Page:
In an announcement by Bill Shorten, there will be a $10 billion capital injection for the Clean Energy Finance Corporation to boost investment in renewable energy projects. The announcement alaso covered a new $5bn fund to upgrade Australia’s transmission and distribution systems.
Mr Shorten said Labor will advance micro-economic reform by making $20,000 grants available to manufacturers who need advice on how to improve their competitiveness and reduce their energy waste.
The 10-year plan aimed at cutting pollution, delivering cheaper prices, and creating thousands of new jobs in the renewable energy sector will guide Labor.
The policy is founded on a 50 per cent renewable energy target and the goal of reducing emissions by 45 per cent on 2005 levels by 2030.
Mr Shorten also revealed that Labor will commit $100 million to the creation of a system of new community power networks to help boost localised renewable energy projects.
The centrepiece of the new ALP plan is to install one million new household battery storage systems by 2025 to assist Australian homes to “save over 60% of their electricity bill”.
“Solar panels, plus battery storage, are the conservative, commonsense option,” Mr Shorten said. ‘What can be more conservative than storing energy?”
“Power generated during the day, when perhaps the parents are at work, the kids are at school and there’s little demand for energy, can be stored and put to use in the evening”.
“It just means, I’m pleased to say, the end of that silly slogan about solar not working when the sun isn’t shining”.
The battery plan would commence in 2020 and provide a $2000 rebate for households with an income of less than $180,000. The rebate will be limited to one battery system per home and will not be available for households that have already received the subsidy through state based schemes.
“Batteries will have to meet the highest safety and product standards, and installers will have to be licensed electricians with additional specialised training, and we’ll provide $10 million to boost the Clean Energy Regulator’s auditing and inspection regime … I will always insist on the strongest possible workplace health and safety standards” Mr Shorten said.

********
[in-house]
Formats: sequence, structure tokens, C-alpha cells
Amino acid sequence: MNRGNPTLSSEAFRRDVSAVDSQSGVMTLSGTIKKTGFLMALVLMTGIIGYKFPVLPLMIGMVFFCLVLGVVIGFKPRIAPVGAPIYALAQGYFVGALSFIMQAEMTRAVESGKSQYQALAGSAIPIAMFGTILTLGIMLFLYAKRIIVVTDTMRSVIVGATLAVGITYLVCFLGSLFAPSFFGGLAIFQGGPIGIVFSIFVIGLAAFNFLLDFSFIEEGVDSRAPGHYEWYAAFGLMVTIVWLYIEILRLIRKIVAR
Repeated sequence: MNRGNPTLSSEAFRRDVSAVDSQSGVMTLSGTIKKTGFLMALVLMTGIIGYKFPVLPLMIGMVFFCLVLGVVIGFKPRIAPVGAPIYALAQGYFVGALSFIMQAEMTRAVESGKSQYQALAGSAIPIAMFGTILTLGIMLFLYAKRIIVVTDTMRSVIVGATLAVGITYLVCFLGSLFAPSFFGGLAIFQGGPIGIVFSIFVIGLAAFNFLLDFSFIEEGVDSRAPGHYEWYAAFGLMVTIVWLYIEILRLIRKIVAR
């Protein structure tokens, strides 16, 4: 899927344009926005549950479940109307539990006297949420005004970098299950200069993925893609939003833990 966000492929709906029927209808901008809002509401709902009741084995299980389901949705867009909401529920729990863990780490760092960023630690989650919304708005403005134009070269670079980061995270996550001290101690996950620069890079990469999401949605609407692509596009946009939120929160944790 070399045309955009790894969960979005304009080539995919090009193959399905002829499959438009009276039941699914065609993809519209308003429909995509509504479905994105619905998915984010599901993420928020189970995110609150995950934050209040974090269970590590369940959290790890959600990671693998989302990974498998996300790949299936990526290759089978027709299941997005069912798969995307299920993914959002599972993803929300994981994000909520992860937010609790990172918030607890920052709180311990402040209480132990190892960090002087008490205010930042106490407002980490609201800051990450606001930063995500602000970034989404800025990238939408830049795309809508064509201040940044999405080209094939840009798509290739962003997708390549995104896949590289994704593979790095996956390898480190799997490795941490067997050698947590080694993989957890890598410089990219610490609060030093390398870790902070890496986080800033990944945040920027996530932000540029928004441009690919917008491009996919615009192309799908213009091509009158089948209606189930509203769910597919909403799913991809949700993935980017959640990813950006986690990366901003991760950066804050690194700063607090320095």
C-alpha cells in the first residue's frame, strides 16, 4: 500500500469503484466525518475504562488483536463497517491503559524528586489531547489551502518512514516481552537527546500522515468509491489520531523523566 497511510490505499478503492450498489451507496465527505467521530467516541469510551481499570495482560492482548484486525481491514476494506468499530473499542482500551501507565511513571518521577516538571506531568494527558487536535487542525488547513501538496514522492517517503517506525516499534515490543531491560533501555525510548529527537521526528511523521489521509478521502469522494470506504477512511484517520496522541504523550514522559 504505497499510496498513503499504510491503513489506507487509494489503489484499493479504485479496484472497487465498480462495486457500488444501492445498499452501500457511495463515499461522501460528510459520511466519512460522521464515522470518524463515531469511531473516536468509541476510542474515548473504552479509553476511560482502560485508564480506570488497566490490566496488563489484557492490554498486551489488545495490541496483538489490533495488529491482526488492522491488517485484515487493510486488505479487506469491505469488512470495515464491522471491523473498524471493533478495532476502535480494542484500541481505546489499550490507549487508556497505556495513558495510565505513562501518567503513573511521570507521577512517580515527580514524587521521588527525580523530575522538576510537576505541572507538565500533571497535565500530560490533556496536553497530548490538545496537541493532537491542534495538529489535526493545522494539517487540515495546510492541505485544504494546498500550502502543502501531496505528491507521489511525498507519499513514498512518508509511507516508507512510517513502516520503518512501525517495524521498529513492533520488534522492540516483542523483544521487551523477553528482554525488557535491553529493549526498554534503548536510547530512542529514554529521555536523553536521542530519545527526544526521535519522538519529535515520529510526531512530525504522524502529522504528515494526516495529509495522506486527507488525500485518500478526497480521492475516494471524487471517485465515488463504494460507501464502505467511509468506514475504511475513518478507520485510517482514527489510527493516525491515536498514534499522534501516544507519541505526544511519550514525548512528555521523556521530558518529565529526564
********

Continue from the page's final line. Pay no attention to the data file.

Mr Shorten said the new $5bn fund proposed by Labor would help “facilitate and finance essential upgrades” to key energy infrastructure, including the upgrading of interconnectors across Victoria and NSW and the construction of new ones like a second connection across the Bass Strait.
The Electrical Services Union backed Labor’s energy policy today but said they wanted Mr Shorten to go further and return all electricity networks to public ownership.
“The ALP’s announcement will go a long way to improving the energy industry from the perspective of jobs, emissions and costs,” ETU secretary Allen Hicks said.
“We believe if Labor holds to this investment strategy policy, it will go far in supercharging Australia as renewable energy leader. If delivered properly, by licenced electricians, the public can be confident it will be done safely and will deliver good job opportunities into the future.”
“But the ETU will continue to campaign to see our electrical networks returned to full public ownership.”